Human costs of the 'war for peace'
The war since 1995, however it is justified by the government, has so far not made way for peace, but has served to create a range of other problems. While its economic and political costs are undoubtedly massive, the war has also had a devastating impact on the day-to-day lives and livelihoods of civilians. There have been serious human rights infringements and a significant toll of death and injury among civilian communities trapped in war zones, while neither the state nor the LTTE pay much respect to humanitarian laws governing the conduct of armed conflict.
Together with renewed government restrictions on the movement of food and other items into the Vanni and LTTE-controlled areas in the east, the waves of displacement around conflict zones have further compounded civilian hardships and complicated access to external humanitarian assistance. The displaced have, at times, totalled around ten per cent of the entire Sri Lankan population.
The political package
While pursuing its military offensive to capture the main supply route to Jaffna and dislodge the LTTE from the Vanni, the PA government has continued to develop a constitutional framework, without LTTE participation, which might accommodate Tamil nationalist aspirations within a united Sri Lanka. This second track in its strategy to end the ethnic conflict was unveiled in August 1995, with the publication of extensive proposals for regional autonomy.
Sudu nellum and the caravan for peace
While its devolution proposals were under review and its campaign to eliminate LTTE 'terrorism' intensified, the government launched the Sudu Nellum (White Lotus) Movement to wage the 'battle for peace'. Sudu Nellum operates on two fronts. On the one hand, it offers support to the families of troops, particularly those killed or disabled through the war. On the other, it seeks to promote government proposals for a political solution to the ethnic problem through district-level seminars, discussions, meetings and workshops. Sudu Nellum's work has generally been limited to districts outside the north and east. By the middle of 1997, however, a series of meetings and discussions had been held in the Jaffna peninsula, boosting aspirations to island-wide coverage.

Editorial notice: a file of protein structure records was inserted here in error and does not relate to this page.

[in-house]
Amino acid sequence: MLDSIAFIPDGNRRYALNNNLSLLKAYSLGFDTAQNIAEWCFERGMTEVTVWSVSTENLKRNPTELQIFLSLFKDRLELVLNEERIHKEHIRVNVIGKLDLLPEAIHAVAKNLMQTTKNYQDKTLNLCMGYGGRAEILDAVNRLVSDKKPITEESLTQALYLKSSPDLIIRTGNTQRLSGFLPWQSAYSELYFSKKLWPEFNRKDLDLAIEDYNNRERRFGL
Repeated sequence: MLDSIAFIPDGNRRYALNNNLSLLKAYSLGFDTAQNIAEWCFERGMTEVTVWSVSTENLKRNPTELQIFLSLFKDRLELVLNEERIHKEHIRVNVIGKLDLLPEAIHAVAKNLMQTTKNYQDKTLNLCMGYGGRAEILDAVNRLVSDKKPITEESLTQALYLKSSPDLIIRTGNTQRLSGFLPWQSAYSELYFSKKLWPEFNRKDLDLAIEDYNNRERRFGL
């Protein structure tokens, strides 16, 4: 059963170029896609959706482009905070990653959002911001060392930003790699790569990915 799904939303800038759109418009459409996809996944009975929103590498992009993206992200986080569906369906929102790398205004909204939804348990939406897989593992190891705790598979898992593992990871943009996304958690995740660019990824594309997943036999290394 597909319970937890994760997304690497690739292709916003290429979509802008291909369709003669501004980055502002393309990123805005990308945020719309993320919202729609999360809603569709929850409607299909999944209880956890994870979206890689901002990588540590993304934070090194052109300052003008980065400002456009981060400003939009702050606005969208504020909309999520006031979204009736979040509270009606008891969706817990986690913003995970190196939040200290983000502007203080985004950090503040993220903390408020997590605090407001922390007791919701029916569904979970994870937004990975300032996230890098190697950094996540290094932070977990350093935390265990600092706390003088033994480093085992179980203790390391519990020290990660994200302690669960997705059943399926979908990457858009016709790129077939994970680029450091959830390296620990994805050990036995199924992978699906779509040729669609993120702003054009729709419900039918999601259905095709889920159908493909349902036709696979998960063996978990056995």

To complement the efforts of Sudu Nellum, the government initiated the 'Sama Thavalama' (the Caravan for Peace). The Sama Thavalama uses street theatre, floats, posters and photographic exhibitions to reach workers and peasants, even in the remotest areas. It raises awareness and encourages debate and discussion among its audience as a first step towards promoting cross-cultural understanding, ethnic harmony and peace. The message of Sama Thavalama is that Sri Lanka is a multi-ethnic, multi-religious society whose diversity is its strength. It attempts to convince the Sinhala community that the Tamil people have legitimate historical grievances that need to be resolved politically.
While the Sama Thavalama and the Sudu Nellum initiatives raised some hopes that the peace constituency in the south could be consolidated and strengthened, they were perceived by many observers as lacklustre and amateurish. By 1998, in the context of the stalemated political package and the continued war effort, both campaigns appeared spent and ineffectual.
These proposals conceived a radical restructuring of the existing system of devolution introduced under the terms of the 1987 Indo-Lanka Accord. The powers of the centre and the regions were to be reconstituted, with greater autonomy ceded to new 'regional councils'. Crucially, the existing list of 'concurrent powers', which had obstructed and diluted late-80s devolution attempts, was to be abolished. Most powers on this list were to be transferred to the proposed regional councils.
The system of devolution envisaged also required fundamental amendments to the existing constitution. The most controversial amendment would be the re-formulation of the Sri Lankan state from a unitary entity to a 'united and sovereign republic with a Union of Regions'. It was stipulated that constitutional change would require the people's approval, as expressed through a referendum, as well as the usual two-thirds parliamentary majority.
By January 1996, the government had prepared a legal draft of its ideas for devolution which was submitted for discussion to the parliamentary select committee for constitutional reform. Unfortunately, this committee was unable to come to any meaningful consensus, despite nearly two years of deliberations. In an attempt to free the log-jam, the government presented a draft constitution to Parliament in October 1997, incorporating its ideas on constitutional reform, amended in the light of the select committee discussions.
LTTE operations since 1996